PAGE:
New Towns are not Utopias, as my cold Tory eye couldn't fail to notice. Hierarchies (at least of the architectural or postcode form) have begun to evolve, whatever the planners intended. But these towns don't deserve the press they've received over the years. Much as I love Angus Wilson, the neuroticism he depicts in the protagonists of his novel Late Call do not deserve to be ascribed, as the subliminal sense of the plot suggests, to the New Town in which they find themselves living. More fitting are the words of Alasdair Gray: Work as if you live in the early days of a better nation. The New Towns have made us a better nation; they are the still-young proof that it is, despite everything, possible to obey Gray's dictum with the bricks and fields of a man-made town. Were I of the Left, I would never shut up about them.

Graeme Archer is the 2011 Orwell Prize winner for blogging.

Photo: Getty
Show Hide image

Can Philip Hammond save the Conservatives from public anger at their DUP deal?

The Chancellor has the wriggle room to get close to the DUP's spending increase – but emotion matters more than facts in politics.

The magic money tree exists, and it is growing in Northern Ireland. That’s the attack line that Labour will throw at Theresa May in the wake of her £1bn deal with the DUP to keep her party in office.

It’s worth noting that while £1bn is a big deal in terms of Northern Ireland’s budget – just a touch under £10bn in 2016/17 – as far as the total expenditure of the British government goes, it’s peanuts.

The British government spent £778bn last year – we’re talking about spending an amount of money in Northern Ireland over the course of two years that the NHS loses in pen theft over the course of one in England. To match the increase in relative terms, you’d be looking at a £35bn increase in spending.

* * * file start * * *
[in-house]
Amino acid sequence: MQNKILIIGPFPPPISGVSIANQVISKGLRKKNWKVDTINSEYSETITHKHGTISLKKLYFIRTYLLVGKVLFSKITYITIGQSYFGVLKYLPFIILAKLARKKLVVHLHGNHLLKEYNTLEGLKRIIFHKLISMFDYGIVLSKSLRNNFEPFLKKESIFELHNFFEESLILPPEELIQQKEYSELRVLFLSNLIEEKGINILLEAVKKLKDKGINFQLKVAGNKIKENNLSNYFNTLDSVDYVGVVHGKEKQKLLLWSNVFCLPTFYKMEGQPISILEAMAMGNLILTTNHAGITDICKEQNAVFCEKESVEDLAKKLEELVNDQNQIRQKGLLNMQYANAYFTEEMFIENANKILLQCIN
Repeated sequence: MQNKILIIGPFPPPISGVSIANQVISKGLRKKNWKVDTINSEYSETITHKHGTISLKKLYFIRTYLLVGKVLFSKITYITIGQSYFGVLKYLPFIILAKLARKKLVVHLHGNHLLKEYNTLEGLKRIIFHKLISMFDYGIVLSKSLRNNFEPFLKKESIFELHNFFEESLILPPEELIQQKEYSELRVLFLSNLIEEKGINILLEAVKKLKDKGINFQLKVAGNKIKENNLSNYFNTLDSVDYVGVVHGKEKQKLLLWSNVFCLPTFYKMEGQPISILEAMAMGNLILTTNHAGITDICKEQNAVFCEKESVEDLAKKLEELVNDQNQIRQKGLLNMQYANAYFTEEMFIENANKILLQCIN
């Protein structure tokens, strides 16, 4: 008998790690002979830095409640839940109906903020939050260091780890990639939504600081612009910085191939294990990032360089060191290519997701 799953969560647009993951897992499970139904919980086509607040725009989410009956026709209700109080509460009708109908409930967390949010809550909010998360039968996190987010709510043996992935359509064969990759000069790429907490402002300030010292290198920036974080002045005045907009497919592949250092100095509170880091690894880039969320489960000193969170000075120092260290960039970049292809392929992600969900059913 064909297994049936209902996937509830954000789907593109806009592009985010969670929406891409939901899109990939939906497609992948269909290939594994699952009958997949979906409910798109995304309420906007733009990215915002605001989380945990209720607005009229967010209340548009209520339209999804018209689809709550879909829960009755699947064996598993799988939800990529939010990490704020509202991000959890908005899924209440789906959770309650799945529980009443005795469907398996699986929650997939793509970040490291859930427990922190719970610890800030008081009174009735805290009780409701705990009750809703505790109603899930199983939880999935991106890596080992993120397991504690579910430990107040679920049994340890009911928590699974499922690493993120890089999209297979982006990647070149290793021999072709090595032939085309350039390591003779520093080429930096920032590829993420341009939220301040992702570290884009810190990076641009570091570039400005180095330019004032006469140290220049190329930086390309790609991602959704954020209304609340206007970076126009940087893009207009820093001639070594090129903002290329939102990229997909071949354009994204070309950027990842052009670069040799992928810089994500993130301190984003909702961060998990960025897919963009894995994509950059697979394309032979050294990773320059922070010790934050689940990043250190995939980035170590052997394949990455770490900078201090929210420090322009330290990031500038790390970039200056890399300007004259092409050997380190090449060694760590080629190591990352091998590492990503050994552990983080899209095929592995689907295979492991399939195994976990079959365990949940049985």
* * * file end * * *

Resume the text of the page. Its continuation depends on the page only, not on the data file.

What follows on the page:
But, of course, political arguments are about gut instinct rather than actual numbers. The perception that the streets of Antrim are being paved by gold while the public realm in England, Scotland and Wales falls into disrepair is a real danger to the Conservatives.

But the good news for them is that last year Philip Hammond tweaked his targets to give himself greater headroom in case of a Brexit shock. Now the Tories have experienced a shock of a different kind – a Corbyn shock. That shock was partly due to the Labour leader’s good campaign and May’s bad campaign, but it was also powered by anger at cuts to schools and anger among NHS workers at Jeremy Hunt’s stewardship of the NHS. Conservative MPs have already made it clear to May that the party must not go to the country again while defending cuts to school spending.

Hammond can get to slightly under that £35bn and still stick to his targets. That will mean that the DUP still get to rave about their higher-than-average increase, while avoiding another election in which cuts to schools are front-and-centre. But whether that deprives Labour of their “cuts for you, but not for them” attack line is another question entirely. 

Stephen Bush is special correspondent at the New Statesman. His daily briefing, Morning Call, provides a quick and essential guide to domestic and global politics.

0800 7318496